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Tuesday, June 3, 2014

Quiet PC Serenity Nano review: gaming PC engineered to provide maximum efficiency and low noise


The compact gaming PC is possibly the most difficult category of PC to keep quiet. While it's possible to build a tiny PC without fans or moving components, combining small size with competitive performance is next to impossible – especially when that performance is being poured into the graphics engine of a PC. (See also best gaming PC.)

There is no room for sound-proofing material and no space for large, slow-moving cooling fans – the best type for quiet and efficient cooling. All that you can do is select the quietest components available and hope for the best. This is largely what Quiet PC looks to have done with the Serenity Nano.

This system is powered by an Intel Core i5-4670K, overclocked from 3.4 GHz to 3.8 GHz, which is hardly an overclock at all considering this is the rated Turbo speed of the processor. But this approach does avoid increasing the cooling requirements to the extent that noisy, high-speed fans would be required. Quiet PC has chosen the Noctua L9i cooler for the CPU, which is specially designed to cause minimal audible noise, if not designed for extreme overclocking. We would advise against purchasing this system and pushing the CPU frequency higher unless you really know what you're doing.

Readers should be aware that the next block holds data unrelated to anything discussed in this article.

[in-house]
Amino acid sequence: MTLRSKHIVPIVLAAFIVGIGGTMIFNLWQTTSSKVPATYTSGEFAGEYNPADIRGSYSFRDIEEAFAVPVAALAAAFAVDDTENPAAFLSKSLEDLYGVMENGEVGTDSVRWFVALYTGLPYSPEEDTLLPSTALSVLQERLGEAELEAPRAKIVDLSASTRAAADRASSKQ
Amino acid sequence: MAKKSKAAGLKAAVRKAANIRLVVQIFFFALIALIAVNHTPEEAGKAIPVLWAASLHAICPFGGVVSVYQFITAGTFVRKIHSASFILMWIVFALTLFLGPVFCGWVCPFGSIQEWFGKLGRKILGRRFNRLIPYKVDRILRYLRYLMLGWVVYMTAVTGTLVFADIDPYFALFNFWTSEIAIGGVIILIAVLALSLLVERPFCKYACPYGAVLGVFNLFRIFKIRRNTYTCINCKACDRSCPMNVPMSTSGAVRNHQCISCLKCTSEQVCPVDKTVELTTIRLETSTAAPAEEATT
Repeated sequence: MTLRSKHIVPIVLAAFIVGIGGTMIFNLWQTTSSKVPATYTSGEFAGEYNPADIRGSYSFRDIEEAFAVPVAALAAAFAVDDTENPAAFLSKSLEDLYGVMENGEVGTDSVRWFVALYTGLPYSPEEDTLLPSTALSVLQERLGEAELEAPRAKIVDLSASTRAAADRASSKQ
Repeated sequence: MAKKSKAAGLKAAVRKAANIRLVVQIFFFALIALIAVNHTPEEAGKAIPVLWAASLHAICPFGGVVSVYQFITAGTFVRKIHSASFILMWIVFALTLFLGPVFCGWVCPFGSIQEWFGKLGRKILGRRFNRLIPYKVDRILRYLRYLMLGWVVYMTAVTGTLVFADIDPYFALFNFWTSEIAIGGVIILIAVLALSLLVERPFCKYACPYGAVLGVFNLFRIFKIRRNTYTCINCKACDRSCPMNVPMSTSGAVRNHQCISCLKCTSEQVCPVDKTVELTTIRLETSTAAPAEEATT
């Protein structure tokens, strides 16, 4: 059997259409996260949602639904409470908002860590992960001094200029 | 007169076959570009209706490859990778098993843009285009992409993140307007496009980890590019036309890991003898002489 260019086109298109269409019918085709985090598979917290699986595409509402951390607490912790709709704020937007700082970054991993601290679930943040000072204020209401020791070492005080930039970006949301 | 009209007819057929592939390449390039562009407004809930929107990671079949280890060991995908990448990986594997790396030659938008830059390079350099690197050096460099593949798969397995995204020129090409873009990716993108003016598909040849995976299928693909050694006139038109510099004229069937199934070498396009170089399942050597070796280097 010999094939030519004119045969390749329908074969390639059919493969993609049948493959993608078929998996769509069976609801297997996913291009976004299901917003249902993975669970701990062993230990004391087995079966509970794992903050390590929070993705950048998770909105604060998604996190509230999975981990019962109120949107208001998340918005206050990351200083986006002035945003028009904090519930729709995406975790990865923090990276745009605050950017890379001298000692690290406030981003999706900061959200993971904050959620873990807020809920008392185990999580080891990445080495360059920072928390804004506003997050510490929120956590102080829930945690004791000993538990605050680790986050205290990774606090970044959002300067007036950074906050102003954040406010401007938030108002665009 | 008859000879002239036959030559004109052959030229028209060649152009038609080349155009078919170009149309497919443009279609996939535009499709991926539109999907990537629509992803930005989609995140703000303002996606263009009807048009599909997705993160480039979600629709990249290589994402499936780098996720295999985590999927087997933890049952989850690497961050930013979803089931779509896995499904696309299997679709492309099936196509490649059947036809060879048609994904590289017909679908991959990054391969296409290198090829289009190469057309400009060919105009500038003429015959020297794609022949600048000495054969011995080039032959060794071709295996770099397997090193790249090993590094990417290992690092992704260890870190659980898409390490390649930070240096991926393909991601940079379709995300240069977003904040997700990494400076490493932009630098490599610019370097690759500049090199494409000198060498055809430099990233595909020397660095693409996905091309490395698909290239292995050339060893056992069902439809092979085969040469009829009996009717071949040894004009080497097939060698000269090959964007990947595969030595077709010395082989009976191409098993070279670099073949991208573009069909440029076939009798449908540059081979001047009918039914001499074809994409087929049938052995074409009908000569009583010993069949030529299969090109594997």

The PC also uses a quiet 750W FSP Aurum Modular power supply. This may seem vastly over-specified considering the maximum power draw of the PC, which we measured at 330W, but keeping the power supply at under 50% maximum load enables it to run much more quietly than one which is straining near its full capacity.

A Palit GTX 770 Jetstream graphics card is installed, which features not two, but three cooling fans of its own. And when these kick in you can most definitely hear them. Placed as they are so close to the edge of the case, there's little you can do to mute them once in full flow. However, this card does deliver a little more performance than a standard GeForce GTX 770, enabling the Serenity Nano to outperform all but the mighty Mesh in our gaming tests, despite its modest processor settings.

Externally, the Serenity Nano looks almost identical to both Dino PC's Microraptor GTX 770 and YoyoTech's Warbird RS4.0 as all three share the same CoolerMaster Elite 130 Mini-ITX system case. Quiet PC's PC offers broadly the same features too, but costs well over £200 more and comes with no optical drive as standard. While it does run quietly when not playing games, its limited overclocking potential and high price may be too much of a drawback to many.

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